If you have competitors who already have voice apps, take into consideration what they are doing and the reviews and feedback their apps have received in the app marketplace (such as Amazon’s Alexa Skill Store). The aim is not to blindly imitate, but to be aware of the capabilities bar that has been set, as well as user expectations.
(At the time of writing this, there were over 1,500 “knowledge and trivia” Alexa Skills, making it the most crowded Skill categories on Amazon. However, there wasn’t a single trivia skill catering to the area of user experience. To illustrate the voice design process, we will create a UX design skill, for our readers to test their knowledge or maybe even to learn something new.)
During this step, we will define the personality of our app and the capabilities it will have.
When designing voice interfaces, we don’t have access to many of the visual elements we use in web and mobile interfaces to show a personality. The personality has to come through the voice and tone of verbal interactions. And unlike Zuckerberg, who hears Freeman’s soothing voice, we are constrained to hearing the default voice of the device. That makes tone and wording crucial in conveying the personality we want to convey.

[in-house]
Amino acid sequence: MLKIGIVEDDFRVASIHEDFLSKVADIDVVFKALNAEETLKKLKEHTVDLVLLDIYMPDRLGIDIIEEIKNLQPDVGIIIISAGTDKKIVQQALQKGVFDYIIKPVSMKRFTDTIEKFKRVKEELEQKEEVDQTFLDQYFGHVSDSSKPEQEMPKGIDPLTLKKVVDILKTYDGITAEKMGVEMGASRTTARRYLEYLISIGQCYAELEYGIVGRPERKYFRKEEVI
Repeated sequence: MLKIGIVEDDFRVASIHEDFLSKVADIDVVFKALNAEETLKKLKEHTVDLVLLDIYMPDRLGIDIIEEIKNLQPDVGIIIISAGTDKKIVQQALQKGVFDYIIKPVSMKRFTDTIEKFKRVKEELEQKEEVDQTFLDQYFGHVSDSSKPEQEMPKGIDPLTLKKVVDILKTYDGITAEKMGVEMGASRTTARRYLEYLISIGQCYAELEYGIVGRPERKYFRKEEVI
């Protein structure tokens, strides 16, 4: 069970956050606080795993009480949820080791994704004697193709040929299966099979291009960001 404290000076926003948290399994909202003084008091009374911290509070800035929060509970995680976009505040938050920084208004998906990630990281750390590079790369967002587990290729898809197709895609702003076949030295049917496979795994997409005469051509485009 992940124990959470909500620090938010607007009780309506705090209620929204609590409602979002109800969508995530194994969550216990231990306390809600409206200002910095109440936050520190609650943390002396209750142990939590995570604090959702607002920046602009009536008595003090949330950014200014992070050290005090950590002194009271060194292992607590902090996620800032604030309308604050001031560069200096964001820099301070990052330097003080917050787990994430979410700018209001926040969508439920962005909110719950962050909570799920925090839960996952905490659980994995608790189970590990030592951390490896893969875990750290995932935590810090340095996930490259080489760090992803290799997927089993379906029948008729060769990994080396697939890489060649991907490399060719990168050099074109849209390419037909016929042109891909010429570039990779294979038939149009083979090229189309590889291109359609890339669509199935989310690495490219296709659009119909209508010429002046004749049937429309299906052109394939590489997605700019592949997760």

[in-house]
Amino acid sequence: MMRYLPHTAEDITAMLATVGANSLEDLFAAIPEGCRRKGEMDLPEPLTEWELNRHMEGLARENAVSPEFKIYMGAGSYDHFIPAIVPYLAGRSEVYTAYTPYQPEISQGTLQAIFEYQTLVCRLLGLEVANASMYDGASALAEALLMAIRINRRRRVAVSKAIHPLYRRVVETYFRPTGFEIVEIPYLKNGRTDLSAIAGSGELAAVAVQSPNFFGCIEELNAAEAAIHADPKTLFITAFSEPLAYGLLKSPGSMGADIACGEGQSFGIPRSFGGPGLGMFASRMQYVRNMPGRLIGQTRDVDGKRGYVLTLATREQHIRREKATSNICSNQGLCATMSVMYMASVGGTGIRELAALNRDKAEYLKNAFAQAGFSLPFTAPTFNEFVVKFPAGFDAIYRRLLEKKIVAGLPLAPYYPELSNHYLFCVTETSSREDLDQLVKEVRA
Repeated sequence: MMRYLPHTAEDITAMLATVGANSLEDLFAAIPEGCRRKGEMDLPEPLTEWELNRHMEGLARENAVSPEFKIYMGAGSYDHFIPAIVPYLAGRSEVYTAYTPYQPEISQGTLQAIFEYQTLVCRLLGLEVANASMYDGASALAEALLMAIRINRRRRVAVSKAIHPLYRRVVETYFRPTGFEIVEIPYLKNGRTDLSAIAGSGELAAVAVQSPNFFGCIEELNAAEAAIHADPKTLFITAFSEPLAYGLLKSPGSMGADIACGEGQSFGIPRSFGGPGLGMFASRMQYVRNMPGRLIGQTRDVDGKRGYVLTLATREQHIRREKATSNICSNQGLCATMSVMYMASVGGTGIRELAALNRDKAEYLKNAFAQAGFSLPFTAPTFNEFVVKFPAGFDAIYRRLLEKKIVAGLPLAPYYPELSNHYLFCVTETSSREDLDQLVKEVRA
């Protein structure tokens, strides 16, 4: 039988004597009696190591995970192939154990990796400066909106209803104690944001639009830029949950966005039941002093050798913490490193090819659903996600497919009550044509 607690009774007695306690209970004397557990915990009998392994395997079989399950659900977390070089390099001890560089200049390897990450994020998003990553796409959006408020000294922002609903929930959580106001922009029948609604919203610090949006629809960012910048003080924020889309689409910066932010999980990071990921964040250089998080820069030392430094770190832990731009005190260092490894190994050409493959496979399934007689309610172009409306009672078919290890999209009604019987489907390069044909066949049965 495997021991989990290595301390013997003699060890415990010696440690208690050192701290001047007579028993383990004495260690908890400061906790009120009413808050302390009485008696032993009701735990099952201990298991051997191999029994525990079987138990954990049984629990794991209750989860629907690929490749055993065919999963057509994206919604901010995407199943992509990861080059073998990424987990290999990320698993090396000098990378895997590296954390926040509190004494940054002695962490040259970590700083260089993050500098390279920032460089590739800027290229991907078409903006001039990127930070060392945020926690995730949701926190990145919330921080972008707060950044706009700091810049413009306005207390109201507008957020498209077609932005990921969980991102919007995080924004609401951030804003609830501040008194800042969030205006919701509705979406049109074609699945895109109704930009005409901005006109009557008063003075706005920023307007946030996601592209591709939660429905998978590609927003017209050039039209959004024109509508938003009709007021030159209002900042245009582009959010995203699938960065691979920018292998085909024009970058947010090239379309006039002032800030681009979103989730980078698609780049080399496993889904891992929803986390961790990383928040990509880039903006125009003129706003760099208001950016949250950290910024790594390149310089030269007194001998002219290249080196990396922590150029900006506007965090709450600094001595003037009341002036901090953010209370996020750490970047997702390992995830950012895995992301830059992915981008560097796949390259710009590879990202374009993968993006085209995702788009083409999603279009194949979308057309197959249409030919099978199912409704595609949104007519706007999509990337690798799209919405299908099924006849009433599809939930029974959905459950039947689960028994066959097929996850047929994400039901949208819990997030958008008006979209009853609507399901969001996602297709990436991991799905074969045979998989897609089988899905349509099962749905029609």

The good news is that most of the groundwork in this area should have already been completed and documented in a corporate brand guide or website style guide (hint: look for the “tone of voice” section). Leverage those guidelines for your voice app, as well to maintain a consistent personality across channels and touchpoints.
When I think of personality and tone, the Virgin Group immediately comes to mind. They clearly define who they are and how they convey that to users. For Virgin America, the ideal tone is “hip, easygoing, informal, playful and tongue in cheek,” and it comes across clearly in all their communication.
If you’ve ever asked Alexa to sing or tried any of the numerous Alexa Easter Eggs, then you’ll know she has a personality of her own. Curious, I reached out to the team responsible for her personality, and here’s what they had to say: